1. Fusion Protein Construction and Preparation
The first 119 amino acids of SAP102 was amplified by PCR and subcloned in frame into pTrcHisB vector (Invitrogen) via the BamHI and EcoRI restriction digest sites. The construct was then transformed into BL21 bacteria and following an induction of expression with IPTG. The protein was purified in a denaturing condition according to the protocol provided by the QIA-expressionist (Qiagen). The GAP domain (266-521) subcloned into pGEX-4T2 and a GST-Ras fusion protein was obtained and expressed in BL21 cells. The fusion protein was purified using glutathione coupled agarose. All of the above proteins were analyzed by SDS-PAGE followed by Coomassie Blue Staining.
2. GAP Assay
The GAP assay was performed following the methods described by Settleman et al. (1992) supra with modifications. Briefly, 0.5 to 1 μM of GST-Ras was incubated with nM [γ-32P]-GT (6,000 Ci/mmol, Du Pont-NEN) in 50 mM Tris, pH 7.5, 50 mM NaCl, 1 mM EDTA, 1 mg/ml BSA, and 1 mM DTT for 10 minutes at room temp. GST-GAP or control GST fusion protein (200 ng) was then added in 50 mM Tris, pH 7.5, 5 mM MgCl2, 1 mhI DTT and incubated for the indicated times. After stopping the reaction (by adding 5 volumes of ice-cold 50 mM Tris, pH 7.5, 5 mM MgCl2; 1 mM DTT), the mixture was filtered through HA membranes (Millipore) and the filters were counted for 32P in scintillation cocktail.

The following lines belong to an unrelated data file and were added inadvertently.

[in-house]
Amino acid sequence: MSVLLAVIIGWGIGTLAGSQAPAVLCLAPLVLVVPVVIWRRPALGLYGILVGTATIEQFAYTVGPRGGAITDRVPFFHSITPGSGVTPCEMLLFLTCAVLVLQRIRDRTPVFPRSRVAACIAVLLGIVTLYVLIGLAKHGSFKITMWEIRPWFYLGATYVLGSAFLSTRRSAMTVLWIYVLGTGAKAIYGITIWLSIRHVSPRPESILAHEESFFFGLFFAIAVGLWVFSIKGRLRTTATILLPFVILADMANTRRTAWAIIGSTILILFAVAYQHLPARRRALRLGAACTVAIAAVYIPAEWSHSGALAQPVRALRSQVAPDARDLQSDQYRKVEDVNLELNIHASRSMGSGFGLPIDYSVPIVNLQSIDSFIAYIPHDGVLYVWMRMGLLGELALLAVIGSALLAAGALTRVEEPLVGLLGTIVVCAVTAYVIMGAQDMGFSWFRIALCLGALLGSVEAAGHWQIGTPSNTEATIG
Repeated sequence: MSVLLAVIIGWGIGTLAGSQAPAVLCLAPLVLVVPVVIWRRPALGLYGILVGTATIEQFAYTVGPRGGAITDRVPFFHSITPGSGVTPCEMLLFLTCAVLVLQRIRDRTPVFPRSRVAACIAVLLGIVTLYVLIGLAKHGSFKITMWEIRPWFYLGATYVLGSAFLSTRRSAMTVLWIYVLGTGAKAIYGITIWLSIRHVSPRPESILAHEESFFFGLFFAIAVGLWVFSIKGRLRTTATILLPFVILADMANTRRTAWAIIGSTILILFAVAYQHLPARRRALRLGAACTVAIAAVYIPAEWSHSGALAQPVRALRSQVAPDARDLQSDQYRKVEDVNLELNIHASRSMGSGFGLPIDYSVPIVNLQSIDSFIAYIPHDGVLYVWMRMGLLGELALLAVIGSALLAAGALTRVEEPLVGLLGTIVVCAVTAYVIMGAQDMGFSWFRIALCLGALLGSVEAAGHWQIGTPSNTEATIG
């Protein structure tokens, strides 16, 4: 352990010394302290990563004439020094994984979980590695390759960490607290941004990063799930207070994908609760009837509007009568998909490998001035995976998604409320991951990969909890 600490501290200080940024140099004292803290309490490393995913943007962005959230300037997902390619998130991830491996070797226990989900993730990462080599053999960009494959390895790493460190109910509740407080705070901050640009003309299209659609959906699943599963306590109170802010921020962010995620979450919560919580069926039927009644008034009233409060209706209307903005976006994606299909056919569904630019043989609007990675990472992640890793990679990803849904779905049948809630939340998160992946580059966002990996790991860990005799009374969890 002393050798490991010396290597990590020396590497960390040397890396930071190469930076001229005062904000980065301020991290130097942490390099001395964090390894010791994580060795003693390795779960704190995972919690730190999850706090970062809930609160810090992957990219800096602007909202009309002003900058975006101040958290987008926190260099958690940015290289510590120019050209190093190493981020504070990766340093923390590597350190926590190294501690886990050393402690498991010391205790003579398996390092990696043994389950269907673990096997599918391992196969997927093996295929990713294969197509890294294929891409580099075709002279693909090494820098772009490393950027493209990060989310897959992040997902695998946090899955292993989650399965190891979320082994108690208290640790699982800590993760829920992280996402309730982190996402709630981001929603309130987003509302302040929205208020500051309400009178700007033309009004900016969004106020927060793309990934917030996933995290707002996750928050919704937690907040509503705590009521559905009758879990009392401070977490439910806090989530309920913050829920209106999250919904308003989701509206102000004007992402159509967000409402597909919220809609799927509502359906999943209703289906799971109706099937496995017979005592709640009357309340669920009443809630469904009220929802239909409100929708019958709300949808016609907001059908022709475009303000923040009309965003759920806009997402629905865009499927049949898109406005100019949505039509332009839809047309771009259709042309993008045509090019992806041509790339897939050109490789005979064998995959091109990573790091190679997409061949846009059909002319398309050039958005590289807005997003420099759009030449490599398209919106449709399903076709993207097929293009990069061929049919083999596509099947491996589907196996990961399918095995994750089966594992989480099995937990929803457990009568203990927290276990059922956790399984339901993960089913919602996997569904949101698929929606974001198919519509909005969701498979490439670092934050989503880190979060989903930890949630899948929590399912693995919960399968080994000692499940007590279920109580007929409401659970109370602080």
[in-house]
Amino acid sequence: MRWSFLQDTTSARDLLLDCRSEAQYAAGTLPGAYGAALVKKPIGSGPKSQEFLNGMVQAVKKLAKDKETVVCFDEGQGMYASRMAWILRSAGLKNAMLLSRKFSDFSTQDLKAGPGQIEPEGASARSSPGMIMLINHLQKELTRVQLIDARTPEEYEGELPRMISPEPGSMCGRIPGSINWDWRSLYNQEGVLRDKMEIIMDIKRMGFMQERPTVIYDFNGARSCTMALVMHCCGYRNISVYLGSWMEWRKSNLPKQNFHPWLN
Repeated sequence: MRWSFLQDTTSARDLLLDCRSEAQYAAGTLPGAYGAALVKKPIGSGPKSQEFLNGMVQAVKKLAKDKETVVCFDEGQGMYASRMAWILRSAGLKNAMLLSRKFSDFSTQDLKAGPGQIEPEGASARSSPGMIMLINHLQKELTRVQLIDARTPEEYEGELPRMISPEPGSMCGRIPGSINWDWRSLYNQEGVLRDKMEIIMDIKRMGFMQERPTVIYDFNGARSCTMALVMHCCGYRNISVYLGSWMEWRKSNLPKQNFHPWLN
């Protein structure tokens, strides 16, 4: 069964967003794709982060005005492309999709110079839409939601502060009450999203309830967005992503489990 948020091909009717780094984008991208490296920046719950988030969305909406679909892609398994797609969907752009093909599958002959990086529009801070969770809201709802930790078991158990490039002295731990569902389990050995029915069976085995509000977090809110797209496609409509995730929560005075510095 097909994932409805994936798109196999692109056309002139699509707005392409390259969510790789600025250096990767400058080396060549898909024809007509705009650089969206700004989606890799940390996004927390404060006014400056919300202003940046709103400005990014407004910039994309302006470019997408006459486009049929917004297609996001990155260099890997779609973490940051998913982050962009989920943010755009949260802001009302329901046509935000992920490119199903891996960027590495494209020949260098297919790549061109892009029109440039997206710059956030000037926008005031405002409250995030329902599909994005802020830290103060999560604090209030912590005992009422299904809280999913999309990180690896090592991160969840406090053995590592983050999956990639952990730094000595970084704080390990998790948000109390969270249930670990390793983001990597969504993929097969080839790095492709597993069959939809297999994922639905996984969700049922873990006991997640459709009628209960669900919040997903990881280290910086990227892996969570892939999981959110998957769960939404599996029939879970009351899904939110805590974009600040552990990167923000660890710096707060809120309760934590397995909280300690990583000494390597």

Results of the GAP assay are shown in FIG. 11. Time course of the GTPase activity of GST H-Ras fusion protein in the presence and absence of the GAP domain of SYNGAP. Incubation of a GST-ras fusion protein with a control GST fusion protein (--⋄--) had little effect on the slow intrinsic GTPase activity or GST-Ras. In contrast, addition of the GST-fusion protein containing the GAP domain of SYNGAP dramatically stimulated the GTPase activity of GST-Ras (-□-).
The last 20 amino acids of SYNGAP (KRLLDAQRGSFPPWVQQTRV (SEQ ID NO. 20) were synthesized and purified. The protocol for generation and purification of polyclonal antibody was described by Blackstone et al. (Blackstone et at., 1992 supra). Briefly, the peptide was crosslinked to thyroglobulin with glutaraldehyde and injected into New Zealand white rabbits to generate antiserum (Covance). The antiserum was then purified with Affi-Gel 10 resin (Bio-Rad) coupled to BSA covalently bound to the peptides (Lau et al., (1996), supra). The N-terminal SAP102 fusion protein with hexahistidine tag was immunized similarly to generate a polyclonal rabbit antibody and the antiserum was purified using the antigen coupled to Affi-Gel 10.